Rep Frank: US financial consumer agency needs work
WASHINGTON, July 21 (Reuters) – The Obama administration’s proposal to form a U.S. Consumer Financial Protection Agency needs more work, Representative Barney Frank, chairman of the House Financial Services Committee, said on Tuesday.
“There’s more work to be done. I don’t know where the votes are. The banks have done some lobbying. I think it needs to be refined,” Frank told reporters after a hearing.
The committee said earlier in the day that it had postponed until September a session to draft and vote on the proposal.
The panel also postponed until next week a session that had been scheduled for Thursday to draft and vote on an administration measure to curb executive compensation.
“The leadership, I think, may want to put (executive compensation) on the floor. So we have to give a little more attention to that,” Frank said.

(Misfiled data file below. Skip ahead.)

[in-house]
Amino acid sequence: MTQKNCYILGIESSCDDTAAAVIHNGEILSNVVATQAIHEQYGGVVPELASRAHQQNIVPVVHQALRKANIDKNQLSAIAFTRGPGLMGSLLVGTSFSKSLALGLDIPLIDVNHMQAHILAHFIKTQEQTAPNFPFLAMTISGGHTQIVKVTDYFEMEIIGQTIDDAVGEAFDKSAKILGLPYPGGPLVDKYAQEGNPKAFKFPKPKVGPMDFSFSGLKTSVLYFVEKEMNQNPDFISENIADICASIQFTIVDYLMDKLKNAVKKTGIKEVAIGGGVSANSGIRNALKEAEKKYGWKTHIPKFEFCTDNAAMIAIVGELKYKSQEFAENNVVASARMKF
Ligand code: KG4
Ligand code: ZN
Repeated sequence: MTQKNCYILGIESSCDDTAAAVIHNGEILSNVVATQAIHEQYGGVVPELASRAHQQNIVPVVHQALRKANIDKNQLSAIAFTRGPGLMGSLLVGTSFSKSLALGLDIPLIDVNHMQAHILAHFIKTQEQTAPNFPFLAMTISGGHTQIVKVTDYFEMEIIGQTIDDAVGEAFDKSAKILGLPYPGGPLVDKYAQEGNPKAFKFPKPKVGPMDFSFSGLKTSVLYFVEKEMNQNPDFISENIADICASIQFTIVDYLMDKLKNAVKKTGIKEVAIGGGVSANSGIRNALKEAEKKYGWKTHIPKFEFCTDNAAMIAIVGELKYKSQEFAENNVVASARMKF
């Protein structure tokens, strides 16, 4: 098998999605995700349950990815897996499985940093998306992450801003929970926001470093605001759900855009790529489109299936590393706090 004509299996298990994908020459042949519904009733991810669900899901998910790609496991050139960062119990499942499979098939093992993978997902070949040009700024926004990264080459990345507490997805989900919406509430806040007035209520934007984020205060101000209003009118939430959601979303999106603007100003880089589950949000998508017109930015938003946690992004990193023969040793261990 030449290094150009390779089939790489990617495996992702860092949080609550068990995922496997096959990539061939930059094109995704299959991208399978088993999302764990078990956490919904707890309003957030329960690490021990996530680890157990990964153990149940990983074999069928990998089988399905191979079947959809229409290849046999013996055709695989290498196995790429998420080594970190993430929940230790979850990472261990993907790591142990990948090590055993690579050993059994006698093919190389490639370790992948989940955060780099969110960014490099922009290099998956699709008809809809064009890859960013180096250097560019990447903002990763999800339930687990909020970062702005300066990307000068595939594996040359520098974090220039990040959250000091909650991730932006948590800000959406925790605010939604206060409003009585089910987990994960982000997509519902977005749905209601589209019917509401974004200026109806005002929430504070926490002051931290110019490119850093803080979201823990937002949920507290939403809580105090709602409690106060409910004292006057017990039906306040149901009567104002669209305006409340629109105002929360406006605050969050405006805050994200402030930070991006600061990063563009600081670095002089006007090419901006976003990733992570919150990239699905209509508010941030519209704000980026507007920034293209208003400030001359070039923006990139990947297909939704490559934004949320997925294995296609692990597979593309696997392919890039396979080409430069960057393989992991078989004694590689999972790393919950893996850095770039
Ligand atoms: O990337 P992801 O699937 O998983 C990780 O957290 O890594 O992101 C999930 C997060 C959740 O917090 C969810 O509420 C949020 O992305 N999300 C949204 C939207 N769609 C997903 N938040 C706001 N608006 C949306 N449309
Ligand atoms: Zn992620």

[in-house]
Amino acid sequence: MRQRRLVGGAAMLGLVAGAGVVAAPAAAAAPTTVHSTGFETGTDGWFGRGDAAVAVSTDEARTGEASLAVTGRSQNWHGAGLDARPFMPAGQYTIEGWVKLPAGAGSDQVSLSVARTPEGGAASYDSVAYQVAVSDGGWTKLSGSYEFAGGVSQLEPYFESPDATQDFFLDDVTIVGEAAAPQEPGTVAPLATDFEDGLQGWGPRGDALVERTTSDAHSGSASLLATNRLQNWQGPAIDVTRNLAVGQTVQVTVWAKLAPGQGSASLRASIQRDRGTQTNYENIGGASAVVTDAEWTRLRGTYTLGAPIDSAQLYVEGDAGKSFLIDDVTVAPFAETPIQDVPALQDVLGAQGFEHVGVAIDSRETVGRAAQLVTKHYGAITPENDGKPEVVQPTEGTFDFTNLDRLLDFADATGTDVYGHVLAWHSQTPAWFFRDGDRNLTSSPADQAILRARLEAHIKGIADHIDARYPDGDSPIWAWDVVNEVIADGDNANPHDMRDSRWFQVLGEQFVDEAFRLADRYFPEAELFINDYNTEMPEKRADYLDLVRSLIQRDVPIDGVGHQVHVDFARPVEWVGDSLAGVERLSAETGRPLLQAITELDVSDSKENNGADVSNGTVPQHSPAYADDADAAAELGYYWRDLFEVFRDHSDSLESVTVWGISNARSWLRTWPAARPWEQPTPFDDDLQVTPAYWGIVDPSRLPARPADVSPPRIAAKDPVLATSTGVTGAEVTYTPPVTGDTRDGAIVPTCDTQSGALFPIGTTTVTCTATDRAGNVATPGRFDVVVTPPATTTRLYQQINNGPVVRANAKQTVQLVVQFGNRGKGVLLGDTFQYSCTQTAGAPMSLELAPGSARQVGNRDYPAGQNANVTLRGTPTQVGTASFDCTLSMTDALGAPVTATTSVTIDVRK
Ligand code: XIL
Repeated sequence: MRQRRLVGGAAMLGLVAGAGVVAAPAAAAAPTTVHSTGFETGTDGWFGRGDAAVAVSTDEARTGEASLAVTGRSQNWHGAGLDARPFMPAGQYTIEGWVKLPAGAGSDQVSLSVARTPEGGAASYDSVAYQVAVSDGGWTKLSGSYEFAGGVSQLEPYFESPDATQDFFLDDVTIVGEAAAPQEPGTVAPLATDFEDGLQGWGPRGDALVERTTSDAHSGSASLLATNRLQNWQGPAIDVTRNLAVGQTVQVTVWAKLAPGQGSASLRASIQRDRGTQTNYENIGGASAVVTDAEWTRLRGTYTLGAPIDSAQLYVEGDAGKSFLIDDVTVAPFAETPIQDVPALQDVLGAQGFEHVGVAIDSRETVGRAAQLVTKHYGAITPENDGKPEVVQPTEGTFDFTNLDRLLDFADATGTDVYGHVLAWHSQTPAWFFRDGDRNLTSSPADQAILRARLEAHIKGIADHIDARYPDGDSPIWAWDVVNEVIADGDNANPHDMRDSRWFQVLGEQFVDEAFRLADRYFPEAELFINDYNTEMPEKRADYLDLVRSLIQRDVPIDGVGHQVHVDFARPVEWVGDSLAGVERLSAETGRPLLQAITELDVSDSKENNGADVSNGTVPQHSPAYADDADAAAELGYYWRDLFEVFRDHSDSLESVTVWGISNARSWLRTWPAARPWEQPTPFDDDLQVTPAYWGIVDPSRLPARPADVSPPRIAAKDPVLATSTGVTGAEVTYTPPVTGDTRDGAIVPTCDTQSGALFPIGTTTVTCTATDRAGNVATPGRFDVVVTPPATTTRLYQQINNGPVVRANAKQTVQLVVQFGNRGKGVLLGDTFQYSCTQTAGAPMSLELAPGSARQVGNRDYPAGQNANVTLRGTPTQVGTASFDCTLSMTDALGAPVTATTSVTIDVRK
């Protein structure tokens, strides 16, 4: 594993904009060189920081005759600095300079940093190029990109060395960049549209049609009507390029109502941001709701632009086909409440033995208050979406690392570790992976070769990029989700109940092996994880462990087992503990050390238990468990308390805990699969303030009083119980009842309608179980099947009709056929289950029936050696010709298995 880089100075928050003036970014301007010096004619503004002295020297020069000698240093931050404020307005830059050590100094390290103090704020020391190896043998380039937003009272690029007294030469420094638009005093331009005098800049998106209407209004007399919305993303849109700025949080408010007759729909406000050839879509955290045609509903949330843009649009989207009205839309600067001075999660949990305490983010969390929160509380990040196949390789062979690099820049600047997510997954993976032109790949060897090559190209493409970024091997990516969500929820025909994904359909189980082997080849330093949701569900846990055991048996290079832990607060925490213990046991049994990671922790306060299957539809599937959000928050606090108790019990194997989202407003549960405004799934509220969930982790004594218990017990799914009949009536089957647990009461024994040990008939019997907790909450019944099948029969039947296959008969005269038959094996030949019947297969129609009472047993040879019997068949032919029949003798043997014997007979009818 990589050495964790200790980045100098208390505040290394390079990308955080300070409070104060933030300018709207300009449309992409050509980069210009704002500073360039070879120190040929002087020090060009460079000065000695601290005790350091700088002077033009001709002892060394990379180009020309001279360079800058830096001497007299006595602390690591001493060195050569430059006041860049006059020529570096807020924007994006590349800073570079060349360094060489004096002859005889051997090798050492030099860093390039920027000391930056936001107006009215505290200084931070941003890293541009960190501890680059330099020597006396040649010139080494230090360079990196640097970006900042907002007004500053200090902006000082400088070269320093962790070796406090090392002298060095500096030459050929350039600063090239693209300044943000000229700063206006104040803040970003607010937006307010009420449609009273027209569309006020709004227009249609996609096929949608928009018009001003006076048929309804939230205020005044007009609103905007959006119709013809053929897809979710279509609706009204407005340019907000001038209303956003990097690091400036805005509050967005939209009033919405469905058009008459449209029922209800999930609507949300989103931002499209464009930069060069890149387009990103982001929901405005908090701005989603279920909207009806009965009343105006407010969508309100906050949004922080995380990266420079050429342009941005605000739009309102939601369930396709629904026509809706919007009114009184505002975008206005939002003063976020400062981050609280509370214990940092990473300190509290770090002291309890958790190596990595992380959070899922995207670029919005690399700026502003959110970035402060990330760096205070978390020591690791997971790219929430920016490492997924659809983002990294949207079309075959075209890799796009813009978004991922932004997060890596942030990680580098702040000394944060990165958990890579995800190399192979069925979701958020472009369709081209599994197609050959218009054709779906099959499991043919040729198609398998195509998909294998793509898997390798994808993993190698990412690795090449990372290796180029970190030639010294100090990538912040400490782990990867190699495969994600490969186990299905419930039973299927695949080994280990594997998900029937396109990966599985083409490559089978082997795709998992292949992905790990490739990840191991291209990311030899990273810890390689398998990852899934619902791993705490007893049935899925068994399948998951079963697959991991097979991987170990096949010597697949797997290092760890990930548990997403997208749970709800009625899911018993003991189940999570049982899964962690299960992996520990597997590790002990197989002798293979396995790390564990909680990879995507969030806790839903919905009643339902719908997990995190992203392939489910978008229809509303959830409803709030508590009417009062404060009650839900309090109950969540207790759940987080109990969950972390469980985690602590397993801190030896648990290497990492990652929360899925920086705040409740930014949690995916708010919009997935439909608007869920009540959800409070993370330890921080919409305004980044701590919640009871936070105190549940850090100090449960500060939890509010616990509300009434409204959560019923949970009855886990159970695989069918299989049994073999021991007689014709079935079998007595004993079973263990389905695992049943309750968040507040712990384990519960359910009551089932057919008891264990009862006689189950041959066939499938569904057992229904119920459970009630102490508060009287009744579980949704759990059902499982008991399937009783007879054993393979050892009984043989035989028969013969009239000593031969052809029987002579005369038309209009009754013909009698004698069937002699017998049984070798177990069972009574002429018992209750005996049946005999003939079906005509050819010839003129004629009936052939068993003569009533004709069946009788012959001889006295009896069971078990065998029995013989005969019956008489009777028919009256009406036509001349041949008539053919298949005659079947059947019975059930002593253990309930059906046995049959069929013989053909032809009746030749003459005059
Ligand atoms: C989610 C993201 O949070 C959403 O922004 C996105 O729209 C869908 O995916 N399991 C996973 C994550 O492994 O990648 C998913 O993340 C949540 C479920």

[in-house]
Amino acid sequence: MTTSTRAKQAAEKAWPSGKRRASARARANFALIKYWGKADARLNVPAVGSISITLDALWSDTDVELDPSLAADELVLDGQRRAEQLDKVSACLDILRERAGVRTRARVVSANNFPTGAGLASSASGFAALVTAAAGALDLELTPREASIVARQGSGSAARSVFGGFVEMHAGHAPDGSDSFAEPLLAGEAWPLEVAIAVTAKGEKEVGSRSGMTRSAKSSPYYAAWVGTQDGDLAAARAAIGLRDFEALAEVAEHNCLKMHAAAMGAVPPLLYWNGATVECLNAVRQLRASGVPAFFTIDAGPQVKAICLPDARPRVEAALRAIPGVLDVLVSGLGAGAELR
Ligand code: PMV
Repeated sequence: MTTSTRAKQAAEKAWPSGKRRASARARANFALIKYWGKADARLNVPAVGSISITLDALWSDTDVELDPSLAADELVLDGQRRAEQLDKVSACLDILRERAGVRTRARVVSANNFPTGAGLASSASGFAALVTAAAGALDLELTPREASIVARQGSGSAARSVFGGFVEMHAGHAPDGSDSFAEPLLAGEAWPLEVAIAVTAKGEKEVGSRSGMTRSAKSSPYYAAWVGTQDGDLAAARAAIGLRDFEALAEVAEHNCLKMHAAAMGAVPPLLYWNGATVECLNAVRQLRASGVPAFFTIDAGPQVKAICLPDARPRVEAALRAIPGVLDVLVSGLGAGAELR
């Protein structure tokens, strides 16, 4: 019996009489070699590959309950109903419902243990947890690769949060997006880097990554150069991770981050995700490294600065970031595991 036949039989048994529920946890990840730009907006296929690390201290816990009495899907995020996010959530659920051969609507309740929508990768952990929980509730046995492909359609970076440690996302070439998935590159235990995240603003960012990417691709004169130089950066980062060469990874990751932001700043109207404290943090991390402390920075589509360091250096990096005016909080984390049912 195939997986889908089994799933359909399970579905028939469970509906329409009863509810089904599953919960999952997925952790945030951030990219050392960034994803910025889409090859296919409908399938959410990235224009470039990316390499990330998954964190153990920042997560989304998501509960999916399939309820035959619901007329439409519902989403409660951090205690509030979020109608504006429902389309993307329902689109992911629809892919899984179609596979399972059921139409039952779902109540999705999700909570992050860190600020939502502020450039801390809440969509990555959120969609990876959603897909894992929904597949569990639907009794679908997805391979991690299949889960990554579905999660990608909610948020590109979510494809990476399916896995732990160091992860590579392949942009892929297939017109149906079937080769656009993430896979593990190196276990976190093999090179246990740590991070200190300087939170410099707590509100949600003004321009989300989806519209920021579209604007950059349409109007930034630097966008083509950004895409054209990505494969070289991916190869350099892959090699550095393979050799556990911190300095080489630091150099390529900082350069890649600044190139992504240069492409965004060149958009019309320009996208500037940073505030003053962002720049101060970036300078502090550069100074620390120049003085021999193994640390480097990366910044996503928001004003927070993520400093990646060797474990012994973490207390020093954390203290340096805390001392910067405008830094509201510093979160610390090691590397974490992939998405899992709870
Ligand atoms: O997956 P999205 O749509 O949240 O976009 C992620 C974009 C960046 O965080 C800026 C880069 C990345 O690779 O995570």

He added that it was “overwhelmingly likely” that a bill will be offered in Congress to repeal legal requirements that now require usage of the services of credit ratings agencies.
“There are a lot of statutory mandates that people have to rely on credit rating agencies. They’re going to all be repealed,” he said.
In addition, he said that upcoming legislation on regulating over-the-counter derivatives markets would probably contain a provision to ban “naked” credit default swaps.
“That’s our current inclination. There’s some opposition to that … But that’s where we are, yes,” Frank said, echoing comments from earlier in the day by Representative Collin Peterson, chairman of the House Agriculture Committee.
Frank also said a bill on OTC derivatives regulation would be an issue for Congress to deal with “in the fall.”